Our active weather pattern continues but we’ll take it one day at a time. The severe weather risk today will be for portions of Northeast Texas, East Texas, and Southeast Texas. Just because you’re in a risk zone does not mean you’re guaranteed a thunderstorm – or severe weather. A category three risk includes extreme Northeast Texas and extreme East Texas – east of a Avery to Longview to Zavalla to Buna line. A category two risk runs east of a line from Paris to Mineola to Crockett to Huntsville to Katy to Freeport. Finally, a category one risk runs along and east of a line from Sherman to Terrell to Fairfield to Bryan/College Station to Victoria to Rockport. The difference in risks is simply a higher probability of having severe weather occur within a 25 mile point. Here are more specific definitions:
Category 1/Marginal Risk: Up to a 5 percent chance of severe weather occuring within 25 miles of your location.
Category 2/Elevated Risk: Up to a 15 percent chance of severe weather occuring within 25 miles of your location.
Category 3/Enhanced Risk: Up to a 30 percent chance of severe weather occuring within 25 miles of your location.
The primary severe weather threats with new development later today could be large hail up to the size of golfballs, localized damaging wind gusts up to 70 MPH, and the risk of isolated tornadoes. The higher threat for tornadoes is expected to be tonight once storms have moved into Arkansas.
At the time of this writing (at 10 AM) we had a line of showers and storms moving into Houston extending southwest to near Bay City. Showers were occuring further northeast toward Nacogdoches. Some of these storms moving into Houston have had the potential of producing small hail and gusty winds. This first round of storms should continue to slowly weaken through midday, and eventually move close to or off the coast entirely.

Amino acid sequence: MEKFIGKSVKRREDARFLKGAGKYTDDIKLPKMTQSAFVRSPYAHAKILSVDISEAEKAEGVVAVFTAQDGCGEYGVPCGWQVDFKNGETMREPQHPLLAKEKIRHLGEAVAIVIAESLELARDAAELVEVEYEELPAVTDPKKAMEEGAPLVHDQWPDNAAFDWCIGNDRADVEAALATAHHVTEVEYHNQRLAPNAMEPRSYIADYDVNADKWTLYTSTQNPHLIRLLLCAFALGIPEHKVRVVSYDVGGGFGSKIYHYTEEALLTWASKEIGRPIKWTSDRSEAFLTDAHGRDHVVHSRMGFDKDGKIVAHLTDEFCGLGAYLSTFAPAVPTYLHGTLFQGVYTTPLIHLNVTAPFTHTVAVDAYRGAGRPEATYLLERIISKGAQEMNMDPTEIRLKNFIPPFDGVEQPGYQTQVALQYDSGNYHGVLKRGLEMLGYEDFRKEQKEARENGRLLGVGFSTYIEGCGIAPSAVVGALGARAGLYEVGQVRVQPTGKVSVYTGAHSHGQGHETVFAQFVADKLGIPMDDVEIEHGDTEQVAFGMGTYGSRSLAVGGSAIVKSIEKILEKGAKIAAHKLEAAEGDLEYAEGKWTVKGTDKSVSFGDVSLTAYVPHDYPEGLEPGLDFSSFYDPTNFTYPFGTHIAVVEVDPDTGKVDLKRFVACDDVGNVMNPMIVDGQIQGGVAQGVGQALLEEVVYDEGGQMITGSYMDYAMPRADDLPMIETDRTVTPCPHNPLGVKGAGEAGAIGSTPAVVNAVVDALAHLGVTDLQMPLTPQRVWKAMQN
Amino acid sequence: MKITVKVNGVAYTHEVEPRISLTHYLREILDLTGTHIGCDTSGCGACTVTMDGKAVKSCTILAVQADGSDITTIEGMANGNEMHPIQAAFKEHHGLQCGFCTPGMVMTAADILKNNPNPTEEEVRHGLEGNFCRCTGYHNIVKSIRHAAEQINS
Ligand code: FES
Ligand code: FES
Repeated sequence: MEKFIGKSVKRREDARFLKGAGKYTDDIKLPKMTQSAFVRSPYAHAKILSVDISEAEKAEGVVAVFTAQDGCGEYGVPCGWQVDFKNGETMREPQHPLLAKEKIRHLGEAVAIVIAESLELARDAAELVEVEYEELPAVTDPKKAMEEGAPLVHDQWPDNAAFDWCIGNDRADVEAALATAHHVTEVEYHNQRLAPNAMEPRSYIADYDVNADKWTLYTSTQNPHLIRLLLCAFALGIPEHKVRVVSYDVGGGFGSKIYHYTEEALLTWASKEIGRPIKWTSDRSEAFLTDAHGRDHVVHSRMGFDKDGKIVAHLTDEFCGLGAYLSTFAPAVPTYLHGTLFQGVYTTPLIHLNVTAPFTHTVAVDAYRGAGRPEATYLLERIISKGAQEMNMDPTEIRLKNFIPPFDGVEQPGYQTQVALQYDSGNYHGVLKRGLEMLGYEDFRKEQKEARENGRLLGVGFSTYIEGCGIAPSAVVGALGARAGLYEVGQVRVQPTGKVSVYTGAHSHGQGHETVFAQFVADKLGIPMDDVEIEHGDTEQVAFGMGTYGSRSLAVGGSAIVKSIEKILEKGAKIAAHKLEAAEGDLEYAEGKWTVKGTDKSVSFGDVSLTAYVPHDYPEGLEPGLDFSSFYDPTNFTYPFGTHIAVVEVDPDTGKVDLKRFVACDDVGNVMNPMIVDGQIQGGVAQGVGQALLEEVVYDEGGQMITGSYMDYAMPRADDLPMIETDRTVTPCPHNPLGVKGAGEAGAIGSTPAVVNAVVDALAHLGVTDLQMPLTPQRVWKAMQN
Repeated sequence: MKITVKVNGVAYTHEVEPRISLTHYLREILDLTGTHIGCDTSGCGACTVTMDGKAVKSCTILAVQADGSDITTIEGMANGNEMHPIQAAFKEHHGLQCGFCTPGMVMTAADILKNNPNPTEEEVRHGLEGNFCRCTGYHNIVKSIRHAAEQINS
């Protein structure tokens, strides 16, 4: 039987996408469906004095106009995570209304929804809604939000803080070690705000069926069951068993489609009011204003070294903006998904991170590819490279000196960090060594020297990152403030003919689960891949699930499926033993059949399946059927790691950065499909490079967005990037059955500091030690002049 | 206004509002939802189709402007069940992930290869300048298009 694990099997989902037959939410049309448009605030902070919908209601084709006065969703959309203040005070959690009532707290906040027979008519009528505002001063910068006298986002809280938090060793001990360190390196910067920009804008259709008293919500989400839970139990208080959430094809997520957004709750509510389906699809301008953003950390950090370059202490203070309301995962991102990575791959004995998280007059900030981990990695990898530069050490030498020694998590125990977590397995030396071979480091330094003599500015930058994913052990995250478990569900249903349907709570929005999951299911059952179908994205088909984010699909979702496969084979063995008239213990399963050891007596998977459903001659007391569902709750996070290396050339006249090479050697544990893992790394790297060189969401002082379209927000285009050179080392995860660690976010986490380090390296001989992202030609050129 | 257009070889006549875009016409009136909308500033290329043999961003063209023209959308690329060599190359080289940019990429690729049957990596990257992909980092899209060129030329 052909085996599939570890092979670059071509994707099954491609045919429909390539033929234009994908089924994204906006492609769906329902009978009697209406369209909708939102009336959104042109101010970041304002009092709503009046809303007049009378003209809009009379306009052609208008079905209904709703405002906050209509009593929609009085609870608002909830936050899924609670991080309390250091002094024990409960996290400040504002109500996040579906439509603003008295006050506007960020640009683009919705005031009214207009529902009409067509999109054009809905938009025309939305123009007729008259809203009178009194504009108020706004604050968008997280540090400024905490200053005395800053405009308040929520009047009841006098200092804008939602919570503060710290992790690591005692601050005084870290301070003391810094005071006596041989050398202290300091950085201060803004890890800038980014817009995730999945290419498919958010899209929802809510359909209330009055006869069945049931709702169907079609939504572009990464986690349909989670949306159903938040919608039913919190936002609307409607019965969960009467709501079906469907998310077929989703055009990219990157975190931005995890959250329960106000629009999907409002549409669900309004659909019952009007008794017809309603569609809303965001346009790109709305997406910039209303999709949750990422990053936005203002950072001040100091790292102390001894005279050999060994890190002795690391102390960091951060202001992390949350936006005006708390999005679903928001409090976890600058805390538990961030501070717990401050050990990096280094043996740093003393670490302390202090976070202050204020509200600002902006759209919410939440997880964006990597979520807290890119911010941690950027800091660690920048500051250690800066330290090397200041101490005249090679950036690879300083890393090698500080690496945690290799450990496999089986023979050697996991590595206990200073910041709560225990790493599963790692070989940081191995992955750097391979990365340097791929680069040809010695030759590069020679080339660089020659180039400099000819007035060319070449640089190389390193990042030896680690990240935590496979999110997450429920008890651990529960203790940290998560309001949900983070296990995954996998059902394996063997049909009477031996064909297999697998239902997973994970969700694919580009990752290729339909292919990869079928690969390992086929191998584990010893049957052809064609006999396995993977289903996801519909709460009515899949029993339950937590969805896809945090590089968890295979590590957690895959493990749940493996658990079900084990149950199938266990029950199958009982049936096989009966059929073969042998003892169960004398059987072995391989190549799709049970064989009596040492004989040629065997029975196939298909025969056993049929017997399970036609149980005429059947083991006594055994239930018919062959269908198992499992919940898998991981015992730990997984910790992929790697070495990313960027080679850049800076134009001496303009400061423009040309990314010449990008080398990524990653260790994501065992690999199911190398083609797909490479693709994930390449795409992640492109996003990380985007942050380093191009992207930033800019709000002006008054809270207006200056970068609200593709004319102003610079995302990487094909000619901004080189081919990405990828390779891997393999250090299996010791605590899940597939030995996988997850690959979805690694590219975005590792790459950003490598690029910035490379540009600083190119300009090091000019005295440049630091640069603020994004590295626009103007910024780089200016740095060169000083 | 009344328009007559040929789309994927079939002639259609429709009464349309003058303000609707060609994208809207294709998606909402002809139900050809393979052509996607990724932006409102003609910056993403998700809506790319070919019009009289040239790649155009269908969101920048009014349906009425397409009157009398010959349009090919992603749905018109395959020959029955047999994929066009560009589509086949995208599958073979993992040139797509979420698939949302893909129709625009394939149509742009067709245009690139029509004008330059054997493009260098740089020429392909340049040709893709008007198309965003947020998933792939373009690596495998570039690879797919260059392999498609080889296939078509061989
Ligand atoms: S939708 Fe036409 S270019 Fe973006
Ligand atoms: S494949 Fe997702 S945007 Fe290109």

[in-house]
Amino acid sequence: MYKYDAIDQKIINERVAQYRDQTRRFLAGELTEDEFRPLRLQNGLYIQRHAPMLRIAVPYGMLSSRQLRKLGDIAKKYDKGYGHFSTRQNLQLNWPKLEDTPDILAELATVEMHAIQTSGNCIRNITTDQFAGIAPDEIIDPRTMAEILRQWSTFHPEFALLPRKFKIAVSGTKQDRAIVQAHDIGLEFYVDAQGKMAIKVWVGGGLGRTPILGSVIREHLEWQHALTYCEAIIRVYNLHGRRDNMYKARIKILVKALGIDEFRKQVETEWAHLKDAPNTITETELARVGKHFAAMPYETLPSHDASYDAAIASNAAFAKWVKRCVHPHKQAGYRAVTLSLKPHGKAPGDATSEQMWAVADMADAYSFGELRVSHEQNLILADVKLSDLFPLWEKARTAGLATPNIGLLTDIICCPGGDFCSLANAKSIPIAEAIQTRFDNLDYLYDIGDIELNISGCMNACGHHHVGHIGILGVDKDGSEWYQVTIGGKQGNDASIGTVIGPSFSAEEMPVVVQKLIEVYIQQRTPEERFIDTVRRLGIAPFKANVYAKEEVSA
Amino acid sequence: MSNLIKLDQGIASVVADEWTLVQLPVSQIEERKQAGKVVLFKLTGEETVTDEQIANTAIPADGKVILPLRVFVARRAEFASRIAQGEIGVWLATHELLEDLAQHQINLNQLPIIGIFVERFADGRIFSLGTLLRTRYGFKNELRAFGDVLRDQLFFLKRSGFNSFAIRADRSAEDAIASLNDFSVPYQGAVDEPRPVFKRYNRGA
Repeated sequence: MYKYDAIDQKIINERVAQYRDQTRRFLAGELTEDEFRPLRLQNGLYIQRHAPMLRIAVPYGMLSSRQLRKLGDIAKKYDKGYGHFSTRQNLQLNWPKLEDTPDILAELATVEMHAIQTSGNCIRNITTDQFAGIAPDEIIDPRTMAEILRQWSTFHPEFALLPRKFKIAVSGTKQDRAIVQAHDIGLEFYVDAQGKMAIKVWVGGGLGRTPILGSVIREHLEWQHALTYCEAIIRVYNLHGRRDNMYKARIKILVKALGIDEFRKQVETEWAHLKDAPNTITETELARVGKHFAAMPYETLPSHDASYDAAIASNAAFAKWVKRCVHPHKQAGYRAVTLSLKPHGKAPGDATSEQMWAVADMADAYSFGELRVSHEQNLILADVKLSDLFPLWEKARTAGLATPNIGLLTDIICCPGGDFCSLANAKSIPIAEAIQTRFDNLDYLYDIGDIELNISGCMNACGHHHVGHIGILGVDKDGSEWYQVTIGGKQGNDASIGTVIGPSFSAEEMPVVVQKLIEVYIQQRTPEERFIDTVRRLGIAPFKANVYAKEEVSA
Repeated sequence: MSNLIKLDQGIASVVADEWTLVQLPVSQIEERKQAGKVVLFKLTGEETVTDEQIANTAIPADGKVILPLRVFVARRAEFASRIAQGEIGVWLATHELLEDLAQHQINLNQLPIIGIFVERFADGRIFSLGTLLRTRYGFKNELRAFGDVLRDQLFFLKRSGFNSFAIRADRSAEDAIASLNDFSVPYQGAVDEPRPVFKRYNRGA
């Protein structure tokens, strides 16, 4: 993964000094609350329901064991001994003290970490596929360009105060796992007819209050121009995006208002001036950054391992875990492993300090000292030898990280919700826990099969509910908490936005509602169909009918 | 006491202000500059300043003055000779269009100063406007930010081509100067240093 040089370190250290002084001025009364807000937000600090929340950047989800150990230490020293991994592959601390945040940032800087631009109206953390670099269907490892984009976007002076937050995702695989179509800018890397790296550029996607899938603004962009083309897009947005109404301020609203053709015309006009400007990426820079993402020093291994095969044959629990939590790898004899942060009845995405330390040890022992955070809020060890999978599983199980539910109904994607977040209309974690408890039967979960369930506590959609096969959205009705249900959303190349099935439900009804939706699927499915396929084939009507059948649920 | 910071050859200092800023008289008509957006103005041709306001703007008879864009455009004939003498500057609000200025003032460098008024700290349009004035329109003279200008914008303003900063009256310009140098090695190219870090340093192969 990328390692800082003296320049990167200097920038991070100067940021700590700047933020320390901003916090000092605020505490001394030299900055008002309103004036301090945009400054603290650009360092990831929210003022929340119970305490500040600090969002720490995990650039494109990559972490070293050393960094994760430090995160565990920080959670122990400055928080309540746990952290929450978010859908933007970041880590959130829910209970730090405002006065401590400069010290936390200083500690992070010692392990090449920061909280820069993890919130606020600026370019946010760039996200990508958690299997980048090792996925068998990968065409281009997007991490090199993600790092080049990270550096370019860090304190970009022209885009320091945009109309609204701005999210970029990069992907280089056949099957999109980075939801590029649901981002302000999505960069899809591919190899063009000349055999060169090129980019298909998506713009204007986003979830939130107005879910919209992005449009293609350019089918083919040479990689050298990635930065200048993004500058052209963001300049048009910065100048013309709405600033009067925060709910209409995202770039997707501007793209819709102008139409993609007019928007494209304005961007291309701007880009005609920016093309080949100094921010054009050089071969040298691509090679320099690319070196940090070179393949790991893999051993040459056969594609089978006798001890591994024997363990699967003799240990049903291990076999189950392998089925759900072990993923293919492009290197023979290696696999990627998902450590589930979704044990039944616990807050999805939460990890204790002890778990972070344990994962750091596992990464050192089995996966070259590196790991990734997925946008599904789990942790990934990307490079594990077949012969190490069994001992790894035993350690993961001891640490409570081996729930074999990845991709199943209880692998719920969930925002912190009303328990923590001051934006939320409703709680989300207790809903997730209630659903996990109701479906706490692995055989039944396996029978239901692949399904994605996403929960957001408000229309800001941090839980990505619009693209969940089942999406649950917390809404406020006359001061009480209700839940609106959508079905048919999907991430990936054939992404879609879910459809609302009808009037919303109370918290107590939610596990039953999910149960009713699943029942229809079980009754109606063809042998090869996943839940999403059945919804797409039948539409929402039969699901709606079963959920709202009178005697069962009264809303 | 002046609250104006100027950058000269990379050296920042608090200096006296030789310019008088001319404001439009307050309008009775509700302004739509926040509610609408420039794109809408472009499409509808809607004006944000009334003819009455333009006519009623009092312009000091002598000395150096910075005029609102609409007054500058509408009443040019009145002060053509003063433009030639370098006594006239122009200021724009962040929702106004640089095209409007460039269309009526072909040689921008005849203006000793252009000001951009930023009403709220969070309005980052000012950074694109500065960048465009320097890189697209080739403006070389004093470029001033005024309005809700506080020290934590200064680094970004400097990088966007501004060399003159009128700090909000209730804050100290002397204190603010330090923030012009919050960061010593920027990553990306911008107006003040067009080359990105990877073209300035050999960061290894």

The potential for a second round of storms later today remains more unclear. We’ll have to have a few things happen in order to get the severe risk to develop. The on-going first round of storms will need to clear out. Second, we’ll need time for the atmosphere to destabilize across portions of East and Southeast Texas. The High Resolution Rapid Refresh (HRRR) seems to think that will happen. This model is showing isolated thunderstorm development occuring by the late afternoon across far Northeast Texas, East Texas, and Southeast Texas. Assuming the atmosphere is able to destabilize this afternoon, the strongest of this afternoon’s storms could be severe. The highest potential for severe weather will be in Arkansas, but we’ll have to keep tabs on East Texas and Southeast Texas. Boundaries left over from this morning’s storms may help spark off new development this afternoon – and that would not be indicated on this model graphic. Large hail and localized damaging winds would be the primary threats, but isolated tornadoes and localized flooding are also concerns. We’ll be done with thunderstorms by midnight as this entire system moves off to the east – bringing a severe weather outbreak late tonight and on Thursday to the Mid-South.
Thursday, Friday, and most of Saturday look to feature relatively benign weather as we wait on our next storm system in the upper level wave train. We won’t have to wait long as it’ll arrive late Saturday. Severe thunderstorms and heavy rainfall potential will increase late Saturday and continue into Sunday. Specifics will have to be ironed out as we get closer, but another period of active weather is expected. We could also see a higher threat for flooding since we’ve now had a couple rounds of rain over the past week in some locations.